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Tudloo post vandalising the radish bed

In my entire lifetime of growing up with dogs I have not known of dogs to hunt out and swallow pungent ,acrid radishes. But like human-beings I believe each dog is born with their own unique kinks and weaknesses and so it is with Tudloo.

In the meantime Twiddler is off on his own hunting expedition. I yell out his name in vain ,he is stone deaf when busy in the bushes. If you have a dachshund in your family, you will know that there is no human or animal more stubborn than a dachshund who has made up his mind to do  something( or more importantly avoid doing it). Twiddler came back a little later with a largely satisfied expression on his face. “BOTH of you are mean waking me up this early ” I grumbled as  Twiddler proceeded to launch into a stretching routine sticking his legs outward. His normally twiddling pointy tail was still pointing straight upward. A concerned innocent stare met my stern gaze as Twiddler rolled his eyeballs upwards showing the whites of his eyes.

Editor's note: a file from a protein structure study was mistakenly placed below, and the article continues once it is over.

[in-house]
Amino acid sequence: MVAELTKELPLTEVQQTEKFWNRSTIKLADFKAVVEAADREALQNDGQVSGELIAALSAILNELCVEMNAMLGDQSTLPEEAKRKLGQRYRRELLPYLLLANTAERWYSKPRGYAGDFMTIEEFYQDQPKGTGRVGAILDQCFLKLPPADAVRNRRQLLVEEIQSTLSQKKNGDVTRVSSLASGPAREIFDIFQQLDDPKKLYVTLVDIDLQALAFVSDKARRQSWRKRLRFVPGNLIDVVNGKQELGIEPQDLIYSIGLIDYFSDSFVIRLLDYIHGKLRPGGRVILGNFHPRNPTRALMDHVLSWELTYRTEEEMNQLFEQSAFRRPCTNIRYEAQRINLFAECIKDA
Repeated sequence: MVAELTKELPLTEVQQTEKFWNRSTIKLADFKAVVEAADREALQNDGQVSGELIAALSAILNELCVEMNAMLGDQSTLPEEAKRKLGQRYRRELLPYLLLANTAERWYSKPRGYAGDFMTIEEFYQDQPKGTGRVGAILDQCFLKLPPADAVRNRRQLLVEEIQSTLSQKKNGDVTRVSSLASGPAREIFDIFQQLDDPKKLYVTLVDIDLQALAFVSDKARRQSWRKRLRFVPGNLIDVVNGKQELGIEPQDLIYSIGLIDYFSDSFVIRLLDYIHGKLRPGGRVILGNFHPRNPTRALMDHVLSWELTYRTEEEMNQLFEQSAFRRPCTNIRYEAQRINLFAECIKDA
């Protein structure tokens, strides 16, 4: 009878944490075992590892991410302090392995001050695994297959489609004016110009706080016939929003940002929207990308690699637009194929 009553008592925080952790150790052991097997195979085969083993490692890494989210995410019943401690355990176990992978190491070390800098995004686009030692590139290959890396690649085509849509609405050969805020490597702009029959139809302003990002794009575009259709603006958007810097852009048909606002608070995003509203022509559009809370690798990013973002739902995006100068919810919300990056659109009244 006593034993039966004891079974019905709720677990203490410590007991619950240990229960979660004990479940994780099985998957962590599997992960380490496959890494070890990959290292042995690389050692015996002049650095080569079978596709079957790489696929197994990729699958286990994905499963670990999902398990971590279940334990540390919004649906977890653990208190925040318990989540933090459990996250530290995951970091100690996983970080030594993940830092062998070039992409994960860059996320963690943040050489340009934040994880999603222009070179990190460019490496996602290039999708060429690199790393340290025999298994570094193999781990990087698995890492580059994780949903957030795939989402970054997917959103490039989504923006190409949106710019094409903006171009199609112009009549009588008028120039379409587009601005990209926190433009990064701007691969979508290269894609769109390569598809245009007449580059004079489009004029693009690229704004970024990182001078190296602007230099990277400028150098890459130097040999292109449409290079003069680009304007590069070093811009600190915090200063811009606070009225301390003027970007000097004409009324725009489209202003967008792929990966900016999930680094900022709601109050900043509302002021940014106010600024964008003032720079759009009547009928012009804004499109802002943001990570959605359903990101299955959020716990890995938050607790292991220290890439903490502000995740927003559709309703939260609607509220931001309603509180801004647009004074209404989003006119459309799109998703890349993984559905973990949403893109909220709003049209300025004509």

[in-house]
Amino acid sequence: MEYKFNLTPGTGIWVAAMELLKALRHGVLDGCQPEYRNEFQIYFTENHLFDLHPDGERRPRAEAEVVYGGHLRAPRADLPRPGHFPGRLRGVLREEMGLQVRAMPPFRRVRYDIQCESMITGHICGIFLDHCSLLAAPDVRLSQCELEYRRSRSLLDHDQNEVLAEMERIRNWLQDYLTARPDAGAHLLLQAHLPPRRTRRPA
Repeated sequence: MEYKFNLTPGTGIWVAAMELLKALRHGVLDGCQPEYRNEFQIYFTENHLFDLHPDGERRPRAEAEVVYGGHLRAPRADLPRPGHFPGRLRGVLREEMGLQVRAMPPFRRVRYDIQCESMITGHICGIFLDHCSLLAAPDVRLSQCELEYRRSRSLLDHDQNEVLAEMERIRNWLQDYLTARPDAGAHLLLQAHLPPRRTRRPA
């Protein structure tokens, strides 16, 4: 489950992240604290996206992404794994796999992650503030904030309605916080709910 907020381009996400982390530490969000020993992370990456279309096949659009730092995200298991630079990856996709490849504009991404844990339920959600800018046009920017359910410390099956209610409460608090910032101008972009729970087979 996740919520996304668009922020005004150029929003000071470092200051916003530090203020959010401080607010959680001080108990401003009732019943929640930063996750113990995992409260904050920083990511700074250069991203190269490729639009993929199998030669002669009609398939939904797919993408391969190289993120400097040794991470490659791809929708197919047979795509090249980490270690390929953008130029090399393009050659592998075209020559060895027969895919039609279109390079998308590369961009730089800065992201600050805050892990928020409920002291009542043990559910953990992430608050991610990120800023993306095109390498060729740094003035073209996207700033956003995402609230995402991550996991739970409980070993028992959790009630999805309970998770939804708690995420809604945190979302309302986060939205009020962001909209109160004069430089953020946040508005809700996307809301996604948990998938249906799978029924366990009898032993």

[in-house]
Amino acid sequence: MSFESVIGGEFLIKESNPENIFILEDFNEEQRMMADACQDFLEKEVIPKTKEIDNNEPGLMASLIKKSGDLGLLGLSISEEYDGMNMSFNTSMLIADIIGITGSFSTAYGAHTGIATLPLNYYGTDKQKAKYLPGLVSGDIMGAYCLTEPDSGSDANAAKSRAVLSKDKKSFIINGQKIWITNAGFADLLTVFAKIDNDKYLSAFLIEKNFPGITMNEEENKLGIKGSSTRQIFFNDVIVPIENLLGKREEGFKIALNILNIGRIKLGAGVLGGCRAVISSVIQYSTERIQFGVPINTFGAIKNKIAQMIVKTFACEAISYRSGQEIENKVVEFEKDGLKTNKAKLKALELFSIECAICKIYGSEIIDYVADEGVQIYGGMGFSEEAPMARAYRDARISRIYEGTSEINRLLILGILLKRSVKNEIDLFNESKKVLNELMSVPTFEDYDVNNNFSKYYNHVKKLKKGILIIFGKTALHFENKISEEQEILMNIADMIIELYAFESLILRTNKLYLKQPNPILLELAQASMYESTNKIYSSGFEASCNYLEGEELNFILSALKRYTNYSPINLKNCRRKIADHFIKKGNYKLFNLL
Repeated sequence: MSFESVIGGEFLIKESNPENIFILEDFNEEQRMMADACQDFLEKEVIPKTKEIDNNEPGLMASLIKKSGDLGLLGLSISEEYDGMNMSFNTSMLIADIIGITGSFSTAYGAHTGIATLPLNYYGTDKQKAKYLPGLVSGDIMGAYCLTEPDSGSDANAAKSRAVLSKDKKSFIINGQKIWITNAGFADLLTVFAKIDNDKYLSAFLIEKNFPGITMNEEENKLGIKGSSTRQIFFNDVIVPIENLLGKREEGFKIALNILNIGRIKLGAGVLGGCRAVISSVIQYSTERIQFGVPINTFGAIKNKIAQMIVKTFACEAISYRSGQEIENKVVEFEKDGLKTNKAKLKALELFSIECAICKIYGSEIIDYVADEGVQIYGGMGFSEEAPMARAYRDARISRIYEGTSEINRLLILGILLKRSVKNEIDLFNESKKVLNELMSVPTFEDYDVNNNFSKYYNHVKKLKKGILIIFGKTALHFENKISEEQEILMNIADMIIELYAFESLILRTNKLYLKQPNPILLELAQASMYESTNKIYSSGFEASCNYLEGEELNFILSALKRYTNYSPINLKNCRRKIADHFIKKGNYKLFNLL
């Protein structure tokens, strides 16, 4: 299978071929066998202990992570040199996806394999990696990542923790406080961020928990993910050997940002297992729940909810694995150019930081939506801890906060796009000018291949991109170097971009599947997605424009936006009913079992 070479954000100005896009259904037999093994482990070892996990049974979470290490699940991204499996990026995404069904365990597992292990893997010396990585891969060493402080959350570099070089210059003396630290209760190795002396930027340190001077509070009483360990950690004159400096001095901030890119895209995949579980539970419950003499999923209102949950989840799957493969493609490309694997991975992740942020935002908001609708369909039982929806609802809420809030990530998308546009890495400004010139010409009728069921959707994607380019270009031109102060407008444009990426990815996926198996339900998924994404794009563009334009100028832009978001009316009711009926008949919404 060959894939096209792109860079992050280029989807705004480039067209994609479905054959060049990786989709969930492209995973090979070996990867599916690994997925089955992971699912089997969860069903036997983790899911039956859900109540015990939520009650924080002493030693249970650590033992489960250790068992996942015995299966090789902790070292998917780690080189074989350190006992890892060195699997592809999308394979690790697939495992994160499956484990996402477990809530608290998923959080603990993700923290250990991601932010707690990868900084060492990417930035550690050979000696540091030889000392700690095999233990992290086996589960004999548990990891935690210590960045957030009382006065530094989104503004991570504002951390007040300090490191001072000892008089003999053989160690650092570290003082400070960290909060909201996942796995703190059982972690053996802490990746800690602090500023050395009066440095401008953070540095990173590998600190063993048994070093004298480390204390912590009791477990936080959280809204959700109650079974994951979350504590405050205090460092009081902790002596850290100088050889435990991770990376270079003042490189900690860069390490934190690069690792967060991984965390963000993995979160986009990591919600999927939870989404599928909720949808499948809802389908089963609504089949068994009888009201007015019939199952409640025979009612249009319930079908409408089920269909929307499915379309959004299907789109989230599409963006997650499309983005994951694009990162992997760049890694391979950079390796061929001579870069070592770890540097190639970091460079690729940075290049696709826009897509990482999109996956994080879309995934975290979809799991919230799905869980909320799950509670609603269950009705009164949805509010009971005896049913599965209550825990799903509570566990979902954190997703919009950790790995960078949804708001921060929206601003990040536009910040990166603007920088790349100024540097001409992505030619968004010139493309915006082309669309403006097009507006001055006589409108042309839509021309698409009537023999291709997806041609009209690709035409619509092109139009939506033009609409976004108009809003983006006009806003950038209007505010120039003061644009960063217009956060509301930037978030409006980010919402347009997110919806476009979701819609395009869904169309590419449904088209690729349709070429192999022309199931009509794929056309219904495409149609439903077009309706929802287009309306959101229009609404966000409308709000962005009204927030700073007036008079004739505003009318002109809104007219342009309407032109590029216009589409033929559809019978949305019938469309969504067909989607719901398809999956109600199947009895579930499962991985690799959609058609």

Twiddler has a repertoire of facial expressions to match the tone and tenor of my voice. Stern admonishing is met with the rolling of eyes and a “I-didn’t-do-it” look.  Biscuit packets and papaya slices  or any form of food really, usually get firm-unto-death stares where the  dark-brown eyeballs stare at you fixated hypnotically until a biscuit/papaya slice slides down from your fingers onto the waiting pink tongue. Then there is the all innocent look especially reserved for moments when you are trying to  get  the canine off a bed or a sofa. I have so many years later realised that this is a waste of time. Dachshunds will find the softest cushion or pillow in the room and stretch out on it and there is nothing you can do about it.